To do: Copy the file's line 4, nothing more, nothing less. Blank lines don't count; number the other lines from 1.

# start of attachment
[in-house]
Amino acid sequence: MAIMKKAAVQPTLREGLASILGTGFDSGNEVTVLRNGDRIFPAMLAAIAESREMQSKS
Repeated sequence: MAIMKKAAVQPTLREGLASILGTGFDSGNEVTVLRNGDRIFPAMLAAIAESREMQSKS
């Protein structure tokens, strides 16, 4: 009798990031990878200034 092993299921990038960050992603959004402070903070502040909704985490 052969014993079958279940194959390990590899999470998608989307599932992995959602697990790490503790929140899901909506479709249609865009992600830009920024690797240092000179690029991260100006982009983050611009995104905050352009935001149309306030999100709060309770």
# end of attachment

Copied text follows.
């Protein structure tokens, strides 16, 4: 009798990031990878200034 092993299921990038960050992603959004402070903070502040909704985490 052969014993079958279940194959390990590899999470998608989307599932992995959602697990790490503790929140899901909506479709249609865009992600830009920024690797240092000179690029991260100006982009983050611009995104905050352009935001149309306030999100709060309770």